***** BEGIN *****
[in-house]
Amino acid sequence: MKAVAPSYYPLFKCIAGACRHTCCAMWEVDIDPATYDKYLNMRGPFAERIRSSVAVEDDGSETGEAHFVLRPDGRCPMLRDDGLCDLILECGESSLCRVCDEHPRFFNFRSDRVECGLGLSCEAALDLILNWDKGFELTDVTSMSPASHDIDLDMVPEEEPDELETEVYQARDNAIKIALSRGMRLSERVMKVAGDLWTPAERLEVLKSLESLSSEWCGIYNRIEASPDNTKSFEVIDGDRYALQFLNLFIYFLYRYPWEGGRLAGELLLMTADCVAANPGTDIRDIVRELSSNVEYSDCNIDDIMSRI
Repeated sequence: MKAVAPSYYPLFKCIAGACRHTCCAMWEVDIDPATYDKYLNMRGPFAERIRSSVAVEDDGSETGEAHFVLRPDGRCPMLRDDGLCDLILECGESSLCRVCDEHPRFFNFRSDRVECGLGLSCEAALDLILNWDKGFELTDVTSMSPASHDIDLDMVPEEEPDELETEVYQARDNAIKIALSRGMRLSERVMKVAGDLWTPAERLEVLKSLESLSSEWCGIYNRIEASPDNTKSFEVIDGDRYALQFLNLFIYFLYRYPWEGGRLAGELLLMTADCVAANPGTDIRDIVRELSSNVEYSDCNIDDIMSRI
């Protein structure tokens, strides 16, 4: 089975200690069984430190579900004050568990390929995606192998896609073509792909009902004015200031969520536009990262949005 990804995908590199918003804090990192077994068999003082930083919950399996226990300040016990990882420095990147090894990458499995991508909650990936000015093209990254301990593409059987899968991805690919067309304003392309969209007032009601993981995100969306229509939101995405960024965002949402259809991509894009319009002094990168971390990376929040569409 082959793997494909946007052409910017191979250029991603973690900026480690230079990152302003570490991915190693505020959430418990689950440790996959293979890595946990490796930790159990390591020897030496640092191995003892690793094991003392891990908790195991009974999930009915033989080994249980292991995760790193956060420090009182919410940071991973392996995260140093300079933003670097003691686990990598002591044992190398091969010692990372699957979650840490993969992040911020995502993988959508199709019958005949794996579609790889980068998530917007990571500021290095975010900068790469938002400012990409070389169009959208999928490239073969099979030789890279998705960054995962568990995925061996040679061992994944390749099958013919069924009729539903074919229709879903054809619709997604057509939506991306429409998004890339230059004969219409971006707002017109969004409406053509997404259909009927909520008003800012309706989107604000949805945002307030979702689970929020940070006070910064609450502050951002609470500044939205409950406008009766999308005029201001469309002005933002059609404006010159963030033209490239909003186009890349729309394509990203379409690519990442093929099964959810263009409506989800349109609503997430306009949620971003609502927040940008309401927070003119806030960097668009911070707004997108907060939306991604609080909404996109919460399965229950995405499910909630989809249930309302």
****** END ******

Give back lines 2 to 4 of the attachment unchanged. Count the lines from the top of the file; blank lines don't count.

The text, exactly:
Amino acid sequence: MKAVAPSYYPLFKCIAGACRHTCCAMWEVDIDPATYDKYLNMRGPFAERIRSSVAVEDDGSETGEAHFVLRPDGRCPMLRDDGLCDLILECGESSLCRVCDEHPRFFNFRSDRVECGLGLSCEAALDLILNWDKGFELTDVTSMSPASHDIDLDMVPEEEPDELETEVYQARDNAIKIALSRGMRLSERVMKVAGDLWTPAERLEVLKSLESLSSEWCGIYNRIEASPDNTKSFEVIDGDRYALQFLNLFIYFLYRYPWEGGRLAGELLLMTADCVAANPGTDIRDIVRELSSNVEYSDCNIDDIMSRI
Repeated sequence: MKAVAPSYYPLFKCIAGACRHTCCAMWEVDIDPATYDKYLNMRGPFAERIRSSVAVEDDGSETGEAHFVLRPDGRCPMLRDDGLCDLILECGESSLCRVCDEHPRFFNFRSDRVECGLGLSCEAALDLILNWDKGFELTDVTSMSPASHDIDLDMVPEEEPDELETEVYQARDNAIKIALSRGMRLSERVMKVAGDLWTPAERLEVLKSLESLSSEWCGIYNRIEASPDNTKSFEVIDGDRYALQFLNLFIYFLYRYPWEGGRLAGELLLMTADCVAANPGTDIRDIVRELSSNVEYSDCNIDDIMSRI
């Protein structure tokens, strides 16, 4: 089975200690069984430190579900004050568990390929995606192998896609073509792909009902004015200031969520536009990262949005 990804995908590199918003804090990192077994068999003082930083919950399996226990300040016990990882420095990147090894990458499995991508909650990936000015093209990254301990593409059987899968991805690919067309304003392309969209007032009601993981995100969306229509939101995405960024965002949402259809991509894009319009002094990168971390990376929040569409 082959793997494909946007052409910017191979250029991603973690900026480690230079990152302003570490991915190693505020959430418990689950440790996959293979890595946990490796930790159990390591020897030496640092191995003892690793094991003392891990908790195991009974999930009915033989080994249980292991995760790193956060420090009182919410940071991973392996995260140093300079933003670097003691686990990598002591044992190398091969010692990372699957979650840490993969992040911020995502993988959508199709019958005949794996579609790889980068998530917007990571500021290095975010900068790469938002400012990409070389169009959208999928490239073969099979030789890279998705960054995962568990995925061996040679061992994944390749099958013919069924009729539903074919229709879903054809619709997604057509939506991306429409998004890339230059004969219409971006707002017109969004409406053509997404259909009927909520008003800012309706989107604000949805945002307030979702689970929020940070006070910064609450502050951002609470500044939205409950406008009766999308005029201001469309002005933002059609404006010159963030033209490239909003186009890349729309394509990203379409690519990442093929099964959810263009409506989800349109609503997430306009949620971003609502927040940008309401927070003119806030960097668009911070707004997108907060939306991604609080909404996109919460399965229950995405499910909630989809249930309302």